A medical review of the documentary Super Size Me 2: Holy Chicken

Holy Chicken has its insightful moments, and if you downsize expectations you’ll find much to enjoy.

Super Size Me 2: Holy Chicken

Morgan Spurlock’s eagerly awaited sequel to Super Size Me focuses on the nation’s most popular fast food: fried chicken sandwiches. As usual, Spurlock exposes the industry by personally infiltrating this world.

He risked his health in the first documentary. In the second, he risks his wealth. While not quite as dramatic, the result is insightful and entertaining even if at times morally ambiguous.

Spurlock resolves to open a new fast food restaurant and talks to brand consultants, commercial food experts, breeders, and farmers. In every scene, he faces one economic or ethical quandary after another.

Vertical integration

Big Chicken (like Big Oil but with chickens) owns the entire supply chain, everything from breeder farms to egg hatcheries. This is a monopolistic system known as vertical integration, designed to strangle competition in the cradle. If this sounds reminiscent of the robber barons from the late 19th Century, that’s because it is. Carnegie Steel and Rockefeller’s Standard Oil used vertical integration in their original monopolies.

Mistreatment of farmers

But instead of trust busting by Theodore Roosevelt of the past, we now have the USDA supporting the practice because it leads to increased food productivity. The result has been a nightmare for chicken farmers who have lost autonomy and become solely reliant on obtaining eggs and selling chickens to Big Chicken.

These five companies control over 99% of the industry and created a payment system (called the “tournament system” to imply a sporting chance) cleverly designed to propagate debt.

In the documentary, chicken farmers (also called poultry growers) bitterly refer to themselves as indentured servants. That’s not exactly right. Indentured servants are free to work for themselves after a fixed number of years. The more accurate analogy is to call them surfs, beholden to the 5 feudal barons of Big Chicken: Tyson, Pilgrim’s, Sanderson Farms, Koch Foods, and Perdue.

Manipulation of consumers

One concept discussed throughout the documentary is the health halo. The concept here is to ignore less popular healthy food and focus instead on healthy food adjacent (in the “halo” of healthy but not healthy at all).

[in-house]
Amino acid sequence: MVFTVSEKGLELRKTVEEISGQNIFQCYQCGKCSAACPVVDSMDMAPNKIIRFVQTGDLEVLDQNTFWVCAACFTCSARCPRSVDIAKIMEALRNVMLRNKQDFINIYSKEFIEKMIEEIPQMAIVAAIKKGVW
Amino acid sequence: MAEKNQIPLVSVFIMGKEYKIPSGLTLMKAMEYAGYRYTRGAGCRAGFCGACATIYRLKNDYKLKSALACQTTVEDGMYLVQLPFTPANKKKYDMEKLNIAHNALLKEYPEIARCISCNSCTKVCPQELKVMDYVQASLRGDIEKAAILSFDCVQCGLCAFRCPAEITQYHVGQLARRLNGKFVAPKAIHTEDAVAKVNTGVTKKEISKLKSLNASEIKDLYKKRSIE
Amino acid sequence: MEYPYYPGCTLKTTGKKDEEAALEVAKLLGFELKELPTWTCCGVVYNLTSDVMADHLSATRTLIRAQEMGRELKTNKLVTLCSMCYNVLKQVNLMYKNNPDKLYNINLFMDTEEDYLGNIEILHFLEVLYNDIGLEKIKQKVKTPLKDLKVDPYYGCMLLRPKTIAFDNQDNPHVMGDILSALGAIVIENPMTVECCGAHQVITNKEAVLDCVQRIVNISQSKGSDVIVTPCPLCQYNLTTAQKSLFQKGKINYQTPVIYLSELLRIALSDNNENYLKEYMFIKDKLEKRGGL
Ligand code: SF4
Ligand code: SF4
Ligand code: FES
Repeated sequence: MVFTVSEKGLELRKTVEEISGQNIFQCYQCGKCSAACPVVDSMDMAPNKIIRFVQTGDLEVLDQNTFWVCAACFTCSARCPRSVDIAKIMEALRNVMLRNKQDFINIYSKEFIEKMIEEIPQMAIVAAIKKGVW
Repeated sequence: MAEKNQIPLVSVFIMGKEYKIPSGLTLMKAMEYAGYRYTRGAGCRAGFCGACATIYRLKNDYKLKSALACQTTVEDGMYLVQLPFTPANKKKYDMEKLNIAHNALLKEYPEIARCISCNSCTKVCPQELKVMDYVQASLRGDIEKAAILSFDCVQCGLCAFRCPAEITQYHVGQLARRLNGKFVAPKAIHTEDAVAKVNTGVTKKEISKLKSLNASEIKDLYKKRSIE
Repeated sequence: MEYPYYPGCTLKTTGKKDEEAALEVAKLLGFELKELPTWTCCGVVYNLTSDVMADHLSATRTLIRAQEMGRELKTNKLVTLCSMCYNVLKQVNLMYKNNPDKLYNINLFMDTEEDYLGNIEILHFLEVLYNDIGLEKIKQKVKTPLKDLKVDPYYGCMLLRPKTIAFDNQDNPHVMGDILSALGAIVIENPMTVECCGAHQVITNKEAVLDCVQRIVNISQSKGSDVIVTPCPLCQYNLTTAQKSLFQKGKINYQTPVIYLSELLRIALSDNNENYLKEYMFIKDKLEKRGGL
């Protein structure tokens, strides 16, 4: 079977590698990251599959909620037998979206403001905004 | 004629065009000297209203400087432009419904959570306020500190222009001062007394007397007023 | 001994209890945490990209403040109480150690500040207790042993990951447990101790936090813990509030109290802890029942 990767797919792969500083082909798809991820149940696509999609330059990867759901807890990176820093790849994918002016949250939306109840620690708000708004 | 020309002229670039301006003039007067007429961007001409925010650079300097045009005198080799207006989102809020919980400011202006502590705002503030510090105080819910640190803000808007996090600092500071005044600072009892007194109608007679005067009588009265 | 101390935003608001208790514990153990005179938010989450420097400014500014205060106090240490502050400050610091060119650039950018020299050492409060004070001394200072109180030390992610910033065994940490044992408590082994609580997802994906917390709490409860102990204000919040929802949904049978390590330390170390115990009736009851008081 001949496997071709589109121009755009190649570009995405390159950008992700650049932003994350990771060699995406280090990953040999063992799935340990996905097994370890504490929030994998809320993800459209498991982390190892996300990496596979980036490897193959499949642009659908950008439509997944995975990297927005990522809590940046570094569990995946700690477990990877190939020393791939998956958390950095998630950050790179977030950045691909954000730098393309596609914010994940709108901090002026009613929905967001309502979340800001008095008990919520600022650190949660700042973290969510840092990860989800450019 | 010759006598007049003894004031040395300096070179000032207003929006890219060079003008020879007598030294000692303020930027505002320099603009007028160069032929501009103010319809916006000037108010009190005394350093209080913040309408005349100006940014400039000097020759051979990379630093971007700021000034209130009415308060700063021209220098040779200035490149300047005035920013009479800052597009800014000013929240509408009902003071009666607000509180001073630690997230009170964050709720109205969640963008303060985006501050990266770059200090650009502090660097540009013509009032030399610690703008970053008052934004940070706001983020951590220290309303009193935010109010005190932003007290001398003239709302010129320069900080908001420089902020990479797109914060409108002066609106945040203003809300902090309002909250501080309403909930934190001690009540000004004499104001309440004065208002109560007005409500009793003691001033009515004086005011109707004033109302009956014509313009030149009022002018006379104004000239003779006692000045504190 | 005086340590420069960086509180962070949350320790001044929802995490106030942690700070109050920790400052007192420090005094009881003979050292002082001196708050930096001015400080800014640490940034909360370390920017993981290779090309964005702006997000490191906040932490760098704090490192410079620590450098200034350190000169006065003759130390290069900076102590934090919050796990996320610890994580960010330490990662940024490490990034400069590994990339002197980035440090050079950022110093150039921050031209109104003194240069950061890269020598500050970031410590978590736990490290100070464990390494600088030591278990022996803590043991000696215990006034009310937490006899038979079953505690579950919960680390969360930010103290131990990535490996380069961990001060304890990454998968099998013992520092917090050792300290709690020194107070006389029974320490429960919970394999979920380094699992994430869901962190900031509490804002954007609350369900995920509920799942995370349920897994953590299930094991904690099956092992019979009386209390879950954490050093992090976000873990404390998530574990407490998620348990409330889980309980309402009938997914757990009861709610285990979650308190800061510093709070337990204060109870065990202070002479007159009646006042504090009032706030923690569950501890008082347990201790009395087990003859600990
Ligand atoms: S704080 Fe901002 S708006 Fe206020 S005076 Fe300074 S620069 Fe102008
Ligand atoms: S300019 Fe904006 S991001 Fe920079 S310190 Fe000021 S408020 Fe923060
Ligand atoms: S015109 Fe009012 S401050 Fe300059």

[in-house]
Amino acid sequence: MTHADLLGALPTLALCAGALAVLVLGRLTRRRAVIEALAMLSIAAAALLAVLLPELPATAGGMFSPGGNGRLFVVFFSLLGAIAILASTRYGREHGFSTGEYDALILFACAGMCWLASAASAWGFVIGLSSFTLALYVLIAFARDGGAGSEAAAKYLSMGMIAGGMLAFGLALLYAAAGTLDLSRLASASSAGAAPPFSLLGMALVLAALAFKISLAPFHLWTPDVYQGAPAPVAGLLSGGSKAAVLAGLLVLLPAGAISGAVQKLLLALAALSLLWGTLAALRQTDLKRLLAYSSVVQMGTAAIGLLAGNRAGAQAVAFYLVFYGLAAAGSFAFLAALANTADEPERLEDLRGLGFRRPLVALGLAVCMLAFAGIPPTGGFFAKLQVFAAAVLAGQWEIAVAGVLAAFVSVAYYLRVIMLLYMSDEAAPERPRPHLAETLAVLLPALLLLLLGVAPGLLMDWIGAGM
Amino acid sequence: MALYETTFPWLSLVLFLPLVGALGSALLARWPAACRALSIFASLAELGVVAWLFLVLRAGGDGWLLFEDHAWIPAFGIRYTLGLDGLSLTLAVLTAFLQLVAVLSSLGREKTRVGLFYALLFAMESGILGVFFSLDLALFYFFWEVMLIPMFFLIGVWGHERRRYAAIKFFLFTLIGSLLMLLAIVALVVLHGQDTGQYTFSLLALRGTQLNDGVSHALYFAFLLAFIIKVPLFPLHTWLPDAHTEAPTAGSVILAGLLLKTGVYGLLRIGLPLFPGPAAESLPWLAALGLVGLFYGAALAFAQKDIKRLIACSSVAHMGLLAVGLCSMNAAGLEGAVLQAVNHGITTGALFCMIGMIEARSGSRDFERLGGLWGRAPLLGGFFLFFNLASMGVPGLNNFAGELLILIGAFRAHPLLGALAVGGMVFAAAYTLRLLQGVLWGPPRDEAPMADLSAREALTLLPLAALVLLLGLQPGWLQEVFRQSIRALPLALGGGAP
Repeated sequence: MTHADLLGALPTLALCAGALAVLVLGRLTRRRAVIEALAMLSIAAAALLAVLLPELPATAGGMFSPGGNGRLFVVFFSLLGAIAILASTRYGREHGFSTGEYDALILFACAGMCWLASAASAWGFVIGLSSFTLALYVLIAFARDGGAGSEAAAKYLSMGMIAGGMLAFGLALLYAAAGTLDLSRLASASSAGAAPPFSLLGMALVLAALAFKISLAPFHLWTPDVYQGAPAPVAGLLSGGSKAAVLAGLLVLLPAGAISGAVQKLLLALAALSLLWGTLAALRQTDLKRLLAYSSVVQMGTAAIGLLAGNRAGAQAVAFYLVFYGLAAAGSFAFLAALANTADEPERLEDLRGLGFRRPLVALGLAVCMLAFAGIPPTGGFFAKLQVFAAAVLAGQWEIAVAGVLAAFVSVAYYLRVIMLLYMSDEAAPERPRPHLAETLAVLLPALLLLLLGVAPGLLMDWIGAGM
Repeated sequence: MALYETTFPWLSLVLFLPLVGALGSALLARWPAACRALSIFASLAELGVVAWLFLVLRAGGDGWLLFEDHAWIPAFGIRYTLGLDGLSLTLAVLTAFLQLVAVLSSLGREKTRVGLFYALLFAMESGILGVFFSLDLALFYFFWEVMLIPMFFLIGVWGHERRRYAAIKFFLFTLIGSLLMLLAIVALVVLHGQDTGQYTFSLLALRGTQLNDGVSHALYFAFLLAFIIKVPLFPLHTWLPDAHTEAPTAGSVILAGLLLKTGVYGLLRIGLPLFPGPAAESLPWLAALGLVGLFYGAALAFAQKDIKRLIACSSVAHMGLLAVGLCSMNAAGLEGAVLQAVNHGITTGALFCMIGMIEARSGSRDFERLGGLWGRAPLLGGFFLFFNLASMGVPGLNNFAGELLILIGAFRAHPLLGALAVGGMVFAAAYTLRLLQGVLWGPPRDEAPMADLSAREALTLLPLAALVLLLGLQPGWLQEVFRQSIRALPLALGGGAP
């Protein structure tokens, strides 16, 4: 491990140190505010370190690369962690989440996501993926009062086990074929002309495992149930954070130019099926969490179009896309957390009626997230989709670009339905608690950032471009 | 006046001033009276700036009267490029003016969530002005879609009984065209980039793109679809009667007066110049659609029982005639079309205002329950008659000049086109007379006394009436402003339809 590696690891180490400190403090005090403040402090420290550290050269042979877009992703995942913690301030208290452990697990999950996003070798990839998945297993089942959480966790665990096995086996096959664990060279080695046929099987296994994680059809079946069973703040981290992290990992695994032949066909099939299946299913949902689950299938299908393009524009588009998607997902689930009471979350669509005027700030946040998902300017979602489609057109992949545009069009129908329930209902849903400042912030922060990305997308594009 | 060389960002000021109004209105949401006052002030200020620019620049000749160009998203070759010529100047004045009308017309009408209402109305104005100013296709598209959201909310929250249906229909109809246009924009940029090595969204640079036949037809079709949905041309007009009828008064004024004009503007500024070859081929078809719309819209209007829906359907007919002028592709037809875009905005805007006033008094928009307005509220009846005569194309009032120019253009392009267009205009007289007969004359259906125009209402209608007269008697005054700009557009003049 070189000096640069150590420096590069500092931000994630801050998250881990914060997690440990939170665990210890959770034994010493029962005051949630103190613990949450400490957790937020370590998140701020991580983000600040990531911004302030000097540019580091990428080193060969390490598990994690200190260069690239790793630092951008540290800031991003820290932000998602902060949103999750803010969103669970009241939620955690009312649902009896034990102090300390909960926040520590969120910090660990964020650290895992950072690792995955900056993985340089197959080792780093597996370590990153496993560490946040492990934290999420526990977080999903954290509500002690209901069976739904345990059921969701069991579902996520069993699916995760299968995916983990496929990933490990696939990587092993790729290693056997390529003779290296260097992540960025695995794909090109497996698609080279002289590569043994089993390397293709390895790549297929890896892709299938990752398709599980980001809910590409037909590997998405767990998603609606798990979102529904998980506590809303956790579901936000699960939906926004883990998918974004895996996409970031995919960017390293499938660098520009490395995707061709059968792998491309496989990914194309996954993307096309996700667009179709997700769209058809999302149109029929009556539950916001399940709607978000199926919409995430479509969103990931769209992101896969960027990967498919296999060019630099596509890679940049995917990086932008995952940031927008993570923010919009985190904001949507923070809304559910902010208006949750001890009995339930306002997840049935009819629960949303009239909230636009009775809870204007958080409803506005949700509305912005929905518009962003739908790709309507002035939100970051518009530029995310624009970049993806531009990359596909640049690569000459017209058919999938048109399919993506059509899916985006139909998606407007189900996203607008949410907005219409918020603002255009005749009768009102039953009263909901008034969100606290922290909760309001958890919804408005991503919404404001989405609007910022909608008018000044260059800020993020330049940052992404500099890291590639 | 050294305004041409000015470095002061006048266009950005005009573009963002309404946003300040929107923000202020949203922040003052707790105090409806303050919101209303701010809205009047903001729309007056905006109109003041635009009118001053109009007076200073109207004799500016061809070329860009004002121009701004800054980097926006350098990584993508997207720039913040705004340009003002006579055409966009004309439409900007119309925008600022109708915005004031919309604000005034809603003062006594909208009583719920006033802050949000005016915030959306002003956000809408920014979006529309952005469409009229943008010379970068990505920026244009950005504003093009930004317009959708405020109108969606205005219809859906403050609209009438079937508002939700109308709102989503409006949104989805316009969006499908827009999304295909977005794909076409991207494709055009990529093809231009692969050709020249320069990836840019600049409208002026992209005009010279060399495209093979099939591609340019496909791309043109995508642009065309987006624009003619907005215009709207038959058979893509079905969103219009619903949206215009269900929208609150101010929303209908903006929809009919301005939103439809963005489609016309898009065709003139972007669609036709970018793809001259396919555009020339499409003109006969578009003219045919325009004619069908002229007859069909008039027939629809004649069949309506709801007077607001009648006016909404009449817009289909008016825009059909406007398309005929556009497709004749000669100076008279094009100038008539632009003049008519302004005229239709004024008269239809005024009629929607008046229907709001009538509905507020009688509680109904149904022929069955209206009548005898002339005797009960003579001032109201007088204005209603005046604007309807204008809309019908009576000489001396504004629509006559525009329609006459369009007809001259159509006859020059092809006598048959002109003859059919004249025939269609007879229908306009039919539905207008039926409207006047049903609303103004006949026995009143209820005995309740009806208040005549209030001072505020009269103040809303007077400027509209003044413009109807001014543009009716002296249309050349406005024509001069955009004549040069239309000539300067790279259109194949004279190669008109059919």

For example, what if you put a sprig of lettuce on top of a processed slab of meat? That is a health halo.

What if large photographs of vegetables adorn the restaurant where you serve unhealthy processed slabs of meat? That’s another health halo.

What if you take an unhealthy processed slab of meat that increases your risk of colon cancer, heart disease, diabetes, etc., and call it “crispy” instead of fried, or “homemade” or “natural” or “fresh”? You get the idea.

It’s a sad commentary on human psychology that this nonsense works at all, but clearly, it does. Come up with a lie that people want to believe and they’ll thank you for it. I guess if you’re going to promote morbid obesity, why not do it with panache surrounded by glossy photographs of spinach and kale?

Holy Chicken

Eventually, Spurlock opens his restaurant and is characteristically honest about how he’s manipulating his customers. He does this by exposing the deceptive language of health halos and the ways farmers and fast food workers are exploited in what amounts to a recap of everything we’ve learned throughout the film.

And Holy Chicken is a roaring success! At least for the three or four days the restaurant was open. Now, people are calling to create franchises (you can sign up here, but please don’t)

This brings us to the awkward ending. Morgan is working from within to expose the industry. OK, I get that, but being a part of the industry makes him part of the problem.

Are we supposed to be thrilled that now he is peddling fried processed heart attacks to customers? So fast food is bad, but it’s okay for him to do it because he’s being honest about the vast dishonesty?